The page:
"His name is Erik.  He is 29 years old, was struck by a car and was seen here earlier, but he looked ok so we sent him home.  He came back because of persistent pain in his left leg.  The leg is swollen and tight, and he needs to be decompressed."

Well now, this is some real trauma!  Huzzah!  But before the fanfare and sending troops to get him, I needed some additional information.

Me: Ok, does he still have a pulse {the pulse is usually the last thing to go}?
Her: Oh yes, it's normal.
Me: Well that's good.  How is his sensation and motor function?
Her: Normal.  He's been walking just fine.  Actually he said his pain is a little better today.
Me: ...
Her: Hello?
Me: Um, is the leg cold?
Her: No, it's warm.
Me: ...
Her: Hello?
Me: ...
Her: So can we send him over?
Me: ...
Her: Hello?
Me: This doesn't sound like compartment syndrome. At all.  He has a warm, sensate, normally functioning leg with a pulse?  And you said he was hit earlier today?
Her: Oh no, not today.  The accident was 16 days ago.
Me: It was . . . wait, WHAT?
Her: He said the swelling got worse, but it's been better the past two days. 
Me: ...
Her: So can I send him over?


The major problem was that I could not afford to say no.  If I told her to send this ridiculous-sounding bullshit consult home and he actually did have compartment syndrome, he would lose his leg and I would deserve to lose my licence.  So I grudgingly accepted the transfer (but not before thoroughly educating the emergency doc on what compartment syndrome actually is), knowing full well I would most likely be discharging him from my trauma bay 20 minutes after he arrived.

But I was wrong.  It was 15 minutes.

He walked into my trauma bay (yes, really) 5 hours later.  His leg was not cold, it was not tight, it had normal sensation, and it had a normal pulse.  In fact it was barely swollen at all.  And all his bruises were in their final stages of healing.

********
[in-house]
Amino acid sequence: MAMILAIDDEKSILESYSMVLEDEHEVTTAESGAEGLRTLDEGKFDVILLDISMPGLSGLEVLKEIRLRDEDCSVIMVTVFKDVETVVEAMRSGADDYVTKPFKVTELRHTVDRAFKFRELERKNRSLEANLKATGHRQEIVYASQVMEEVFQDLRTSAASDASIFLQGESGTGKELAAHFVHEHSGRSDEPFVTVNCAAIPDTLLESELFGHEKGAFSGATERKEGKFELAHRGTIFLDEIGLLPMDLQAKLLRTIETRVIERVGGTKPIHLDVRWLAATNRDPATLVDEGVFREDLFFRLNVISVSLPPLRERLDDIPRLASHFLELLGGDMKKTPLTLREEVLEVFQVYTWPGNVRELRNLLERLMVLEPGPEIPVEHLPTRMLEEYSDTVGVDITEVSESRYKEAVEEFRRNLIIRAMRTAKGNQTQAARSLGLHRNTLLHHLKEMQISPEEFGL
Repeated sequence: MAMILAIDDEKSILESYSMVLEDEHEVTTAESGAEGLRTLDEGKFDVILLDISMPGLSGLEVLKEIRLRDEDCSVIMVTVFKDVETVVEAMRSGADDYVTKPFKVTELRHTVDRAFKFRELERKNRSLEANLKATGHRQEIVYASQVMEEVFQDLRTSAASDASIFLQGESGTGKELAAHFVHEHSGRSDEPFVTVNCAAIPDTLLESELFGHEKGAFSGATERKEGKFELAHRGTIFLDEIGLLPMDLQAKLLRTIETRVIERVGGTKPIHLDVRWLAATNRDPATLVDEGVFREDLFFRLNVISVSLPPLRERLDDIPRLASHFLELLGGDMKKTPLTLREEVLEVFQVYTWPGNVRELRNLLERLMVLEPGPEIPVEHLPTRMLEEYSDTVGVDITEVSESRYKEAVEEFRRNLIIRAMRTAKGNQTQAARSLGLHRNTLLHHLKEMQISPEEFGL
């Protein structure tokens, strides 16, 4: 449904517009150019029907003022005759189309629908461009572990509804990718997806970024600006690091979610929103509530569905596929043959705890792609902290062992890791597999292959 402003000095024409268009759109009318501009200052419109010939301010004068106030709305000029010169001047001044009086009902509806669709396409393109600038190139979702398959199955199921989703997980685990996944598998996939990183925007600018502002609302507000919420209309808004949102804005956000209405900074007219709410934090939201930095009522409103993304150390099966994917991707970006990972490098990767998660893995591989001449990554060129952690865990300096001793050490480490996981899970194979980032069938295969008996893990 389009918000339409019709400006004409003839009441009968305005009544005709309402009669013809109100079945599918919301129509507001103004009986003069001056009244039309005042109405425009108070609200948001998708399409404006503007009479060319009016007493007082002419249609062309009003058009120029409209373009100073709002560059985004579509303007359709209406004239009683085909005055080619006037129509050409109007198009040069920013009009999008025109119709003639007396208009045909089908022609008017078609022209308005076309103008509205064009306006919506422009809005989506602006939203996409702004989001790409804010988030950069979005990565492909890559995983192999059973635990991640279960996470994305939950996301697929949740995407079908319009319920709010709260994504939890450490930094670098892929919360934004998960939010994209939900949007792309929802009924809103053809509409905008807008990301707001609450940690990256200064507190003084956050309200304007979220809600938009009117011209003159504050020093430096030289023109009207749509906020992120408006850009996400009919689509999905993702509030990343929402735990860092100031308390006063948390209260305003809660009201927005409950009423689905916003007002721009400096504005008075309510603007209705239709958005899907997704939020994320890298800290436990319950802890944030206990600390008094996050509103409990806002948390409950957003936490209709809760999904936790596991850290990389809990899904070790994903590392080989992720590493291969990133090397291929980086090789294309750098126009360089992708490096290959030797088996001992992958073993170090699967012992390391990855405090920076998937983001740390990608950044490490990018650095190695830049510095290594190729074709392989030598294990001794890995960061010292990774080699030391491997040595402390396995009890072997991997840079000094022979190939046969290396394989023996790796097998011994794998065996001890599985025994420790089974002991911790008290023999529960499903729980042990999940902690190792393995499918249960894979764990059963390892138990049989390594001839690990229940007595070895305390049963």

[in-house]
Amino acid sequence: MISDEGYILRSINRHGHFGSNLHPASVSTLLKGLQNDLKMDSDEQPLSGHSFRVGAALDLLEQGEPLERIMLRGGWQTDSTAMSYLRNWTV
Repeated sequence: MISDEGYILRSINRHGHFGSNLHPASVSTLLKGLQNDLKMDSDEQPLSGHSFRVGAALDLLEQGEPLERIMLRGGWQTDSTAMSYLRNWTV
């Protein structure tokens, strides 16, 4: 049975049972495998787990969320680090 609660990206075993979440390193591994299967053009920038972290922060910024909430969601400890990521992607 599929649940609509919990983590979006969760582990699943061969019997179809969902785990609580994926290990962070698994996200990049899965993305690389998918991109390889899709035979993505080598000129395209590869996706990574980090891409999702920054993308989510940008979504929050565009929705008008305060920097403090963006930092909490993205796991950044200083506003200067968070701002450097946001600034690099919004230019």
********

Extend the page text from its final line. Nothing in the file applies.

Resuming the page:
The good news was that the Call Gods must have taken pity on me, because they sent me nothing the entire rest of the evening.  Don't you worry though, they got their revenge next time.  But that's a story for another time.

Monday, 12 March 2018


I tried my best, I really did.  I've seen the article, I read it, and I tried to ignore it.  I had fully intended to leave it alone until I had some more actual information, and just like anything else, my resolve was firm until it wasn't.

Many of you know exactly what I mean, but for those of you shaking your head and wondering exactly what the hell I'm talking about, you obviously missed the title.  Yes, I'm talking about the article about Jahi McMath in The New Yorker magazine titled "What Does it Mean to Die".  In case you haven't read it, click the link, read it, and then come back.

No seriously, go read it.  Yeah yeah yeah, I know it's long!  JUST READ IT.

Done?  Good.

If you're anything like me, the first thing you noticed was the pictures.  There aren't many, but there is one very-obviously-posed picture of Jahi looking quite bloated though peaceful in her bed covered by an "I believe in Miracles" blanket, her mother leaning in talking to her, her step-father looking on and smiling, and her little sister peering in through the doorway.

Give me a break.

Much more striking than how Jahi looks is the overriding racial overtones that are pervasive throughout.  The article starts with this little tidbit from Jahi's mother Nailah in the fourth paragraph:
Just two paragraphs later we get this quote from Nailah's mother Sandra:
Is any of this true?  I wasn't there, so I can neither prove nor disprove these allegations.  However, the procedure was performed at a world-class children's hospital (in a city that has a larger black population than white), not a run-of-the-mill facility or some rural clinic.  I obviously can't disprove it, but I find it all but impossible to believe.  And of course the doctors and hospital in question cannot defend themselves due to privacy laws.

The article goes on to explain how Nailah failed to understand how Jahi could be pronounced dead even though "her skin was still warm and soft and she occasionally moved her arms, ankles, and hips".  This was doubtless explained to the family dozens of times both in the immediate aftermath and in the ensuing four years.  I've written about it here multiple times, though I have a strong suspicion they haven't read it.  Maybe they should.

Anyway, the article then delves back into thinly veiled racism with this passage:
And then:
Probably not surprisingly, Dr. Williams remembers the conversation differently (though her contradiction is not further explained in the article).  Unfortunately it gets even worse in the very next paragraph: